The previous examples are, by itself, hardly proof that the US did not send anybody to the moon. However, they point to insufficiencies in the official narrative. Sometimes, they are just that: insufficiencies. Sometimes, however, that kind of narrative insufficiency is a clear deficiency, which may point to a much bigger problem with the official narrative. In other words: it may be false. In any case, you’ve worked out your critical reasoning skills and therefore you’re a bit less gullible than you were before. To get you started, you may want to first read up on exposed conspiracies and cover-ups, such as Watergate, or various CIA operations such as COINTELPRO and MKULTRA. Edward Snowden also did great work in exposing the evil machinations of the US intelligence agencies. The point of this exercise is to realize that governments are engaged in a lot of shady activities. They also actively lie to the population. Governments will keep lying to their populations, but as a critical thinker, you’ll not fall for their bullshit. You’ll also fall for less bullshit in general.


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11 thoughts on “The Benefits of Conspiratorial Thinking

  1. I think there are at least two events where the official narrative is solid bullshit. 9/11 and of course the 6 million gassed ten-four-double-u’s.
    And frankly, the more I ask the question “who benefits?”, the more things become scary.

    1. Of course, but let’s not forget that question any aspect of Jewish behavior means that you are an antisemite. I chuckled when I learned that the article on dubious Jewish behavior on Wikipedia is called “antisemitic canard”, i.e. no matter how much Jews conspire and corrupt society, you’d be wrong to point it out because it’s all just a rumor. Even though Jews run large parts of Hollywood, the porn industry, mass media, academia, and banking, nothing they do can be criticized.

      By the way, it’s quite interesting to look into the history of the six-million figure. It turns out it has some kind of mythical significance for religious Jews. Thus, this particular number has been mentioned in the media over and over well before the Nazis put up concentration camps. Needless to say, I don’t question the official Holocaust narrative, not one bit, because our government would never lie to us.

      1. I’ve tried raising very simple things like the issue of the cremation timing to people around me and I have pointed out that the math just doesn’t add up. You don’t just burn all those allegedly gassed bodies with six ovens, given one cremation takes two hours.
        But, needless to say, nobody wants to even think this through.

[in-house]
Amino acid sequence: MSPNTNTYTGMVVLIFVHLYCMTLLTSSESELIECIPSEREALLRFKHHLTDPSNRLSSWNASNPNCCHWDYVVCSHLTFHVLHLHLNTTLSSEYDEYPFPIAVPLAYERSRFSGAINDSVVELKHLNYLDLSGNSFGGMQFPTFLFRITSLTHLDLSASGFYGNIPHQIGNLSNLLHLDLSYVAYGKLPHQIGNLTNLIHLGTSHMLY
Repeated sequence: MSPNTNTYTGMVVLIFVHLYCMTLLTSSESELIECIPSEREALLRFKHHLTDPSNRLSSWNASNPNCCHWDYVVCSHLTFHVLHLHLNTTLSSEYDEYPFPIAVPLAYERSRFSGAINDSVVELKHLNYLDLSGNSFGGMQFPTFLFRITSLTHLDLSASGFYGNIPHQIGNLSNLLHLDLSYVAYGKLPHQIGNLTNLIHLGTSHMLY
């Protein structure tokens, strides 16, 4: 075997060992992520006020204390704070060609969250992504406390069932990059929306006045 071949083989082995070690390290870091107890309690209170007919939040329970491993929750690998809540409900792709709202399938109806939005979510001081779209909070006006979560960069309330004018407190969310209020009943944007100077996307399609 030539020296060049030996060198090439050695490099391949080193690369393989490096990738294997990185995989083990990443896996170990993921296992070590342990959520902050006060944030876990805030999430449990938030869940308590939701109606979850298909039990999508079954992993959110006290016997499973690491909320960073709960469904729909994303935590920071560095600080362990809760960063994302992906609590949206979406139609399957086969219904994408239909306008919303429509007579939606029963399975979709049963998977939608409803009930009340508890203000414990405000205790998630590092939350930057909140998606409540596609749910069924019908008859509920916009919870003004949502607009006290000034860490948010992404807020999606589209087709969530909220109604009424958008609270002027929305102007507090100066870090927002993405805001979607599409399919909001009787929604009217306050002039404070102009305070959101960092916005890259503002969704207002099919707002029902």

Cognitive dissonance seems to be a heck of a force.

    1. I watched both videos and greatly enjoyed them. That several big banks have had massive losses recently seems to support his claims. However, one part where I raised my eyebrows was his claim about quantum computing rendering security void. Quantum computing is, from what I can tell, utter bullshit. That does not mean that our financial system is not close to collapsing. I particularly liked his take on zombie companies as it’s an aspect of modern voodoo economics that hardly ever gets addressed. We likewise have many ‘zombie private households’. There is certainly a bomb waiting to explode. It’s quite obvious when you look at debt levels in industrialized countries. For instance, there will be a lot of personal bankruptcies in Germany once interest rates rise again.

      1. Glad you liked them.
        I like that he sticks out his head and actually names a date.
        So let’s see if the central banks can kick the can down the road one more year or so before the bomb explodes.
        I’m actually tempted to buy some put options on the DAX. I might have to overpay for the maturity because who knows what they’ll pull out of their sleeve to postpone the inevitable bang.

      2. I wouldn’t be surprised by a 2020 financial crisis in the least. We all know it’s overdue. It’s coming. It should have already happened, yet I wouldn’t be surprised if a United States and global recession was strategically timed before the 2020 U.S. election somehow.

      3. I would not be surprised either. The Deep State is in a sheer state of panic and scrambling to prevent the reelection of Trump. It is quite staggering how much has been leaked recently. While it was always obvious that Google, Facebook, and Twitter are heavily biased against conservative points of view, now there have been insiders at all those companies spilling the beans.

      4. “The Deep State is in a sheer state of panic and scrambling to prevent the reelection of Trump”

        Do you really think that Trump is any different?
        The Deep State, I mean the real Deep State… he isn’t touching it. Last time I checked the Fed, the CIA and the entire military industrial complex are alive and kicking.

        Trump is just another puppet.

      5. I don’t think that Trump lived up to any hopes in a return to sanity, which his election campaign may have given rise to, he is much more problematic for the Deep State than Hillary would have been. The Epstein case is a great case in point as that guy was legally untouchable under Clinton and Obama. Presumably, Bill Clinton’s many trips on the “lolita express” are a suitably good explanation.